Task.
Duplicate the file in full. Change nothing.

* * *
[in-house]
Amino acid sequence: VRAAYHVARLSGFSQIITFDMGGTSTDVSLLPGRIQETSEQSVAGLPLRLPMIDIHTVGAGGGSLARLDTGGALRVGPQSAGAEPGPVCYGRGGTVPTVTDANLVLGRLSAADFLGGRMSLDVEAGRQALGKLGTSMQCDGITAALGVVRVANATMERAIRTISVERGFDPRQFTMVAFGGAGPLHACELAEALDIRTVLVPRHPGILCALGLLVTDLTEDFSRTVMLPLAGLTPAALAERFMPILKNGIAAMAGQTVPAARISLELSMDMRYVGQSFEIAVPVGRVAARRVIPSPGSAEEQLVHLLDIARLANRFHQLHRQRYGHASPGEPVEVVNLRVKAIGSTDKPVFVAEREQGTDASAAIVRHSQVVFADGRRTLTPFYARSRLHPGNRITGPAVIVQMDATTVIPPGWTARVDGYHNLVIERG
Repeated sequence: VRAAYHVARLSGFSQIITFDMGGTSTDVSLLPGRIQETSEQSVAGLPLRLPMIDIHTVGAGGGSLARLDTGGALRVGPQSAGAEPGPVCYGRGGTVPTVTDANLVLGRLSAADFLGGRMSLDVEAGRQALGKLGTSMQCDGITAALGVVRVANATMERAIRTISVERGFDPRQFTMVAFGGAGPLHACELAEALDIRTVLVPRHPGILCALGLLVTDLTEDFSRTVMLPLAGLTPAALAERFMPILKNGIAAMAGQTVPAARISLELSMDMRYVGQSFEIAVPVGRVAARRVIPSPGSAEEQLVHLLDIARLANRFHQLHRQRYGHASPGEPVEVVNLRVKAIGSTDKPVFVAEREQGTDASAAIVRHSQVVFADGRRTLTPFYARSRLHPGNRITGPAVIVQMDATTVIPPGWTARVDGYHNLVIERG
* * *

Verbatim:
[in-house]
Amino acid sequence: VRAAYHVARLSGFSQIITFDMGGTSTDVSLLPGRIQETSEQSVAGLPLRLPMIDIHTVGAGGGSLARLDTGGALRVGPQSAGAEPGPVCYGRGGTVPTVTDANLVLGRLSAADFLGGRMSLDVEAGRQALGKLGTSMQCDGITAALGVVRVANATMERAIRTISVERGFDPRQFTMVAFGGAGPLHACELAEALDIRTVLVPRHPGILCALGLLVTDLTEDFSRTVMLPLAGLTPAALAERFMPILKNGIAAMAGQTVPAARISLELSMDMRYVGQSFEIAVPVGRVAARRVIPSPGSAEEQLVHLLDIARLANRFHQLHRQRYGHASPGEPVEVVNLRVKAIGSTDKPVFVAEREQGTDASAAIVRHSQVVFADGRRTLTPFYARSRLHPGNRITGPAVIVQMDATTVIPPGWTARVDGYHNLVIERG
Repeated sequence: VRAAYHVARLSGFSQIITFDMGGTSTDVSLLPGRIQETSEQSVAGLPLRLPMIDIHTVGAGGGSLARLDTGGALRVGPQSAGAEPGPVCYGRGGTVPTVTDANLVLGRLSAADFLGGRMSLDVEAGRQALGKLGTSMQCDGITAALGVVRVANATMERAIRTISVERGFDPRQFTMVAFGGAGPLHACELAEALDIRTVLVPRHPGILCALGLLVTDLTEDFSRTVMLPLAGLTPAALAERFMPILKNGIAAMAGQTVPAARISLELSMDMRYVGQSFEIAVPVGRVAARRVIPSPGSAEEQLVHLLDIARLANRFHQLHRQRYGHASPGEPVEVVNLRVKAIGSTDKPVFVAEREQGTDASAAIVRHSQVVFADGRRTLTPFYARSRLHPGNRITGPAVIVQMDATTVIPPGWTARVDGYHNLVIERG